NBC New York
Victoria Ruvolo was driving home one night in 2004 when a teenager threw a twenty pound frozen turkey through her windshield, nearly killing her. Today, Ruvolo has written a book about her recovery and what it means to forgive. Greg Cergol reports.
The Long Island woman nearly killed by a frozen turkey thrown through her windshield in 2004 has written a book about her experiences and the power of forgiveness.
"No Room for Vengeance" is Victoria Ruvolo's account of the ordeal that ended with the Lake Ronkonkoma woman seeking mercy for the teen responsible.
Ruvolo was driving home in November 2004 when a 20-pound turkey smashed into her car. It bent the steering wheel, then struck Ruvolo in the face.
Doctors were forced to wire shut her jaw and use metals to rebuild her face. Ruvolo, then 44, spent almost a month in the hospital.
High school student Ryan Cushing was arrested and charged with throwing the turkey. He faced up to 25 years in prison.
But Ruvolo lobbied Suffolk county's district attorney to give the teen a plea deal that required him to serve only six months in jail.
"Instead of making a snap decision, I wanted to know more," Ruvolo said. "I started asking questions. I wanted to know about this kid."
After a tearful Cushing pleaded guilty, Ruvolo hugged him in court and urged him to "do good with your life."
"I took him from being this terrible ogre and made him human. That's what we all need to do. Just take a step back," Ruvolo added
According to Ruvolo, Cushing has lived up to her order but now avoids the spotlight and is trying to move on with his life.
Ruvolo, on the other hand, has refused to run from the darkest days of her life. Each month for the past six years, she has discussed her ordeal with troubled kids at the Suffolk county probation department.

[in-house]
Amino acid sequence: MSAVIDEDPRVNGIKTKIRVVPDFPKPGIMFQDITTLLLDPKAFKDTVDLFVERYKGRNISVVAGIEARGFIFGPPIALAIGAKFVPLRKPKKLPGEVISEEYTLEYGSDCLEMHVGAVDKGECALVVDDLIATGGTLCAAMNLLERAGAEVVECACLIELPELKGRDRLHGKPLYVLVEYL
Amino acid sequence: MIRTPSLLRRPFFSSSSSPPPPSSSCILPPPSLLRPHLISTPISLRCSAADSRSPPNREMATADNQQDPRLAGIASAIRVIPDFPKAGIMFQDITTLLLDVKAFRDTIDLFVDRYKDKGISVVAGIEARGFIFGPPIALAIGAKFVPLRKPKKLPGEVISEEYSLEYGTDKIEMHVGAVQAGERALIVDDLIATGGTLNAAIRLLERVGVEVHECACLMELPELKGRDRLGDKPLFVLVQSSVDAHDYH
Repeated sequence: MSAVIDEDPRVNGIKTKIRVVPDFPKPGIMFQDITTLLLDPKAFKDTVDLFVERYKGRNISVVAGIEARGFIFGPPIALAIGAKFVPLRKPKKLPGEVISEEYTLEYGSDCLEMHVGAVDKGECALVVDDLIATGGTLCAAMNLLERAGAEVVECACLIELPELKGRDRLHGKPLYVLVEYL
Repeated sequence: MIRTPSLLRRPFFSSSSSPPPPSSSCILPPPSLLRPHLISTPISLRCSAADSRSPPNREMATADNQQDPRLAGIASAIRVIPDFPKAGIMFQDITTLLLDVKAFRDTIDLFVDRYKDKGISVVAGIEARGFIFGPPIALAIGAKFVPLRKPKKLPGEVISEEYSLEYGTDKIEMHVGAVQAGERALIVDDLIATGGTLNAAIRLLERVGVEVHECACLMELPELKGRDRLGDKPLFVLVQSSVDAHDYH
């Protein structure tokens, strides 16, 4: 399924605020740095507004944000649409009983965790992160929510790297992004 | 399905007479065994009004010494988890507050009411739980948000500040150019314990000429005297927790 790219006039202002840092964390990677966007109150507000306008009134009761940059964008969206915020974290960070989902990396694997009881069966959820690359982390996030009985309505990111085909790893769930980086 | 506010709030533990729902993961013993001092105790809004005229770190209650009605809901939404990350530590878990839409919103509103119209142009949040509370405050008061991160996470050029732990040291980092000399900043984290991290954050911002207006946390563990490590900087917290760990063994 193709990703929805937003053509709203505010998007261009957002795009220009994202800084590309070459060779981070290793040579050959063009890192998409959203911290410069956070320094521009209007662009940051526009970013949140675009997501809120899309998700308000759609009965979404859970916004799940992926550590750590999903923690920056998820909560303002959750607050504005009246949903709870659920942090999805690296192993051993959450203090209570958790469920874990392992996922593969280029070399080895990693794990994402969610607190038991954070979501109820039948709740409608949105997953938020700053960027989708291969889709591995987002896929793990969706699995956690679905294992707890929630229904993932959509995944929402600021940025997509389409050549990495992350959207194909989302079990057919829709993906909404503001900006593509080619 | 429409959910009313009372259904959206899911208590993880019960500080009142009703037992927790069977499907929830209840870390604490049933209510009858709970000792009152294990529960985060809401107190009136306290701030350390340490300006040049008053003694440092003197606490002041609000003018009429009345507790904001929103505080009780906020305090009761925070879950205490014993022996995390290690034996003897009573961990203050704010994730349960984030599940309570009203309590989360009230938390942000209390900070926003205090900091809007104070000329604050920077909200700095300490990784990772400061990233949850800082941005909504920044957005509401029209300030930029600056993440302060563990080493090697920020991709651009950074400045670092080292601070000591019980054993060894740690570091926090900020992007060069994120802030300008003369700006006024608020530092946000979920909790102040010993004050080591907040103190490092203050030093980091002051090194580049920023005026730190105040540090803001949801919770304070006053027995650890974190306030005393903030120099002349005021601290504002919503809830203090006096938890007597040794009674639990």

The TASTE program, as it is known, was designed by her co-author, psychologist Robert Goldman.
"Forgiveness is so hard to teach our youth and she is a role model for them," said Goldman.
Goldman hopes to bring "No Room for Vengeance" to schools across Long Island.
Seven years after she was nearly killed, Ruvolo's story of compassion still resonates.
She drew hugs and applause last week during a speech to an anger management class at the Sunshine Prevention Center in Port Jefferson Station.
"I have a lot of things to let go of myself," one mother said.
"When you let it go, you'll see how free you feel," responded Ruvolo.
"This woman is a very inspiring woman," said one of the teens in the audience. "I don't think anyone has the heart she has."
Ruvolo, however, insisted she's no saint -- just someone who learned watching her dad deal with the premature deaths of two sons.
"I truly feel God has given me a second chance at life and if my story can help another kid have a good life, what better gift is there?"
To learn more about Ruvolo, contact the Sunshine Prevention Center here.